I was 35 when I found out I was pregnant for the first time. I had been married for 2 years and had no intentions of starting a family for most of those 2 years.
At my annual physical, my doctor asked me about when I planned to have children. I said, "oh you know, maybe at 40?" I mean, there were lots of celebrities who were having babies over 40, and I was not feeling ready yet. I sometimes wondered if I even wanted kids. I grew up surrounded by kids - being the youngest child of much older siblings, I became an aunt at the ripe old age of 6. (I have 9 nieces and nephews). So it's not like I had a lack of babies in my life.
Besides, our friends fell into one of three camps:
1) Married in their 20s, had kids, and kids were now older, thus parents were running around shuttling them to various activities. So no time to socialize with them.
2) Married with little babies or kids, which meant pretty much no more socializing with them because they could never go out
3) Blissfully single and/or married with no kids. Some by choice, some because they were struggling with infertility.
My doctor wrung his hands and told me about the risks of becoming a mom over age 35, and that many people struggled with infertility at my age, and if I wanted a child, I should try immediately and come see him in 6 months if I couldn't get pregnant so he could start me on IVF.
We stopped using birth control, hoped for the best, and got pregnant 2 weeks later.
My daughter was born a few days after I turned 36. Here's what I've observed about being an older mom:
- I had many misconceptions of motherhood (like many childless women!) Because of what I had achieved in my career, I figured a baby would be easy by comparison. And when things didn't go right and I couldn't find an easy fix, my confidence was shattered.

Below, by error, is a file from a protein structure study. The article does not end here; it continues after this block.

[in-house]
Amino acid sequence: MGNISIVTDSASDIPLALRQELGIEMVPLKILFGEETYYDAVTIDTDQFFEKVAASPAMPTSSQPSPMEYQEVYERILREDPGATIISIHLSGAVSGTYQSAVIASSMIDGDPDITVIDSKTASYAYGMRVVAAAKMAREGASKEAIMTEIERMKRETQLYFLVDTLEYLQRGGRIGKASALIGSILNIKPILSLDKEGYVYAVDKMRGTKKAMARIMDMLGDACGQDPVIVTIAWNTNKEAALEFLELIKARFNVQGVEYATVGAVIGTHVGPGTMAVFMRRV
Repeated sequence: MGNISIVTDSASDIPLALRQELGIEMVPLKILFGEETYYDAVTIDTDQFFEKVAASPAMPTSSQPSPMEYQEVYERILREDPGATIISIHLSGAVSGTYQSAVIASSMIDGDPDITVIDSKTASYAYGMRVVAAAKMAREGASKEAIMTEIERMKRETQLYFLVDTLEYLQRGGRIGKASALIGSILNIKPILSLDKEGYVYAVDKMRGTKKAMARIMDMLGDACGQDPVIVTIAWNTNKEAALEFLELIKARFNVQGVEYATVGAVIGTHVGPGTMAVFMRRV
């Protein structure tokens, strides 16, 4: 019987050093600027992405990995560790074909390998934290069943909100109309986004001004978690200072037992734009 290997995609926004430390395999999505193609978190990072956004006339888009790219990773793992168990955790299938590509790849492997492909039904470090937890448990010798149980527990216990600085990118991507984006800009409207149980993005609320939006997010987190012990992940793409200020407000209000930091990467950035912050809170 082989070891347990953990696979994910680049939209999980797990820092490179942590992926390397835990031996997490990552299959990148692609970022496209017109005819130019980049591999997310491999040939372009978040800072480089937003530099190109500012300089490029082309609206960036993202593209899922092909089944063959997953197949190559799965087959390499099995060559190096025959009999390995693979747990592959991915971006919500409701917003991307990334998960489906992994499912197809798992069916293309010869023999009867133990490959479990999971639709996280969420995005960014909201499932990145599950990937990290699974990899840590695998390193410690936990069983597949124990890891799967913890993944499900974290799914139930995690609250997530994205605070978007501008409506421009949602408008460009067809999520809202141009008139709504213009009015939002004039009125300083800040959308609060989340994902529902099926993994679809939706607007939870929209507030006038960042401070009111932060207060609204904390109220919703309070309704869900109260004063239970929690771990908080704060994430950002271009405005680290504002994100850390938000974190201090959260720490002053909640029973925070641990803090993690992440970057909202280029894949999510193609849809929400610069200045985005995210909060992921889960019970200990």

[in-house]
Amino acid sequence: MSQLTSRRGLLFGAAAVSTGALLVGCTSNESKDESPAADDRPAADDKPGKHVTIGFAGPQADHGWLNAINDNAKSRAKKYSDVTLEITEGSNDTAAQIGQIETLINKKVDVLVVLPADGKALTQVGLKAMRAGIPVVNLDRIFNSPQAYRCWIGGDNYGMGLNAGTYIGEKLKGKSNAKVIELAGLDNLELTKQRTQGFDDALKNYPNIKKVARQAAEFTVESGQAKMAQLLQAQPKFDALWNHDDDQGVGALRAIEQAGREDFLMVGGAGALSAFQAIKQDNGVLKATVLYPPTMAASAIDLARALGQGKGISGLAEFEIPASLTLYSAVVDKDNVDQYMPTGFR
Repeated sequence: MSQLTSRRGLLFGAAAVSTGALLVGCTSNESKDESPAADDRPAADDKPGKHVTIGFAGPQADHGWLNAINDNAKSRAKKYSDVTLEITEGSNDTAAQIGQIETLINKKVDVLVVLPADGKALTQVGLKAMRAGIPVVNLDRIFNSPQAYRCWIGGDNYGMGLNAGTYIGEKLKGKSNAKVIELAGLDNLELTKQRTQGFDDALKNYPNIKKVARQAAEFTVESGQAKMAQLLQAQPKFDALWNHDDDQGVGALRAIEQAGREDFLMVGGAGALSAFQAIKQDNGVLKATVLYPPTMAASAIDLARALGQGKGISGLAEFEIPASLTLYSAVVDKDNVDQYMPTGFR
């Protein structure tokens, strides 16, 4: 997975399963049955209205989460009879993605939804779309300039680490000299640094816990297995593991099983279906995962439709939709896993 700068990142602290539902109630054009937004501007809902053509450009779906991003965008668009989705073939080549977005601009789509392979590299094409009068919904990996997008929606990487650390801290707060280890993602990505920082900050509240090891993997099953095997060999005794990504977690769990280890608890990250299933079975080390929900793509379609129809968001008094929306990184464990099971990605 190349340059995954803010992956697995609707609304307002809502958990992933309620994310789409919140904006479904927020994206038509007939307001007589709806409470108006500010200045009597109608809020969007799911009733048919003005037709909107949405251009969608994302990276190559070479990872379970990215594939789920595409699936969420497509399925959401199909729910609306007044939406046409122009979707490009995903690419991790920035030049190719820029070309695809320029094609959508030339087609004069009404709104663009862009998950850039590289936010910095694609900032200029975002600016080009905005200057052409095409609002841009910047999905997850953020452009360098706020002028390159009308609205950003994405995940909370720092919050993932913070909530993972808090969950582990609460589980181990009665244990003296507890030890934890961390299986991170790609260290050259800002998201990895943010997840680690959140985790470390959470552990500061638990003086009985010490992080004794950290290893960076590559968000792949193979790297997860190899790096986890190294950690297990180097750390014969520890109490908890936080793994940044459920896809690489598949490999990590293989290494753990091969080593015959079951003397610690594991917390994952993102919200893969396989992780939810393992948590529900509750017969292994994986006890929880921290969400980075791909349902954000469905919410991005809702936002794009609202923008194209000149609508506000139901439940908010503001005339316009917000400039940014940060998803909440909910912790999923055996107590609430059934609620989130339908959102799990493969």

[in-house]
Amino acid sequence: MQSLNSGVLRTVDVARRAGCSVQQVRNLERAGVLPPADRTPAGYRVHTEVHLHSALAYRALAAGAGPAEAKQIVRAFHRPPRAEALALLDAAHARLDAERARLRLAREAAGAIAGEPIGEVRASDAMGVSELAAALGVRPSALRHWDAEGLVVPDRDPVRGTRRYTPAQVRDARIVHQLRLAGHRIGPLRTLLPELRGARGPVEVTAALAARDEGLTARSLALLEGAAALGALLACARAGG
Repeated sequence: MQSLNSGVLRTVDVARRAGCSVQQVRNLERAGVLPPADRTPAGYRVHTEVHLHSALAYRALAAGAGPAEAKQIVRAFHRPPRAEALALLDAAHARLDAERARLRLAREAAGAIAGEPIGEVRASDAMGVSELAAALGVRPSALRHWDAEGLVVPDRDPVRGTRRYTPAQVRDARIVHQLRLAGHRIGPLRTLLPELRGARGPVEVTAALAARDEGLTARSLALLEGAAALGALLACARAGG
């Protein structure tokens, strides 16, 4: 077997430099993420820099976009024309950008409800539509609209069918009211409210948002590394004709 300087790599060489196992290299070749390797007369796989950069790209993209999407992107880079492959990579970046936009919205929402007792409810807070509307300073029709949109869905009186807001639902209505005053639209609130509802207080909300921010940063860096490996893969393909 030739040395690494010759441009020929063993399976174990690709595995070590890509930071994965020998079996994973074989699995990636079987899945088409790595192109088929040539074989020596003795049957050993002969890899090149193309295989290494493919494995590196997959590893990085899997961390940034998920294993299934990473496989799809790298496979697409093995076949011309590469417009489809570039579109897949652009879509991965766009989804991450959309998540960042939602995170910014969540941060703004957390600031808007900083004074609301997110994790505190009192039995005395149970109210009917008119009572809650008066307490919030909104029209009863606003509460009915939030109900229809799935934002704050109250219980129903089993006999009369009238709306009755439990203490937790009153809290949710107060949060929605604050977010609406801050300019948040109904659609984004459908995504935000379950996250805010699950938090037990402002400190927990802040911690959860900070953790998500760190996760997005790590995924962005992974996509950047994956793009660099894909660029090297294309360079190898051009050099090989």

- I wasn't the only older mom in the neighbourhood, but I found most moms were younger than me (or those closer to my age were already on their 2nd or 3rd baby). I couldn't relate to the 20 something moms (or even the early 30 somethings). As my husband pointed out, "Would you be friends with this person if you didn't have a baby the same age?" For a lot of them, the answer was no.
- I was tired all the time. While this was normal, I couldn't recover from being tired as easily as I could recover in my 20s (all night parties followed by a full day of meetings at a sales conference was a snap compared to motherhood).
- Lack of family support. Because of my age, my parents and in-laws were also older and didn't have the strength to help me out with a new baby.
- I missed my pre-baby life. I had 36 years of being responsible only to myself, not having to care for anyone, and basically being able to do whatever I wanted (within the confines of a full-time job and money). Spontaneous dinners out and weekend trips were easy before baby. 36 years of independent living, filled with freedom and travel, is a lifetime. Adjusting from that was really hard.
- Worry. I worry when I'm too tired to keep up with her at the park. I worry when I think about how when she is a teenager, we will be qualifying for seniors discounts. I worry that she will likely watch us retire while she starts her post-secondary education. I worry that we will be too old to help her care for her own children like our parents were with us.
Despite everything, older motherhood is wonderful. For many, older motherhood is by choice, circumstance, or both. Whatever the reason, it is still motherhood. Being a parent is hard, no matter what.
My daughter is the most amazing thing that has ever happened to me.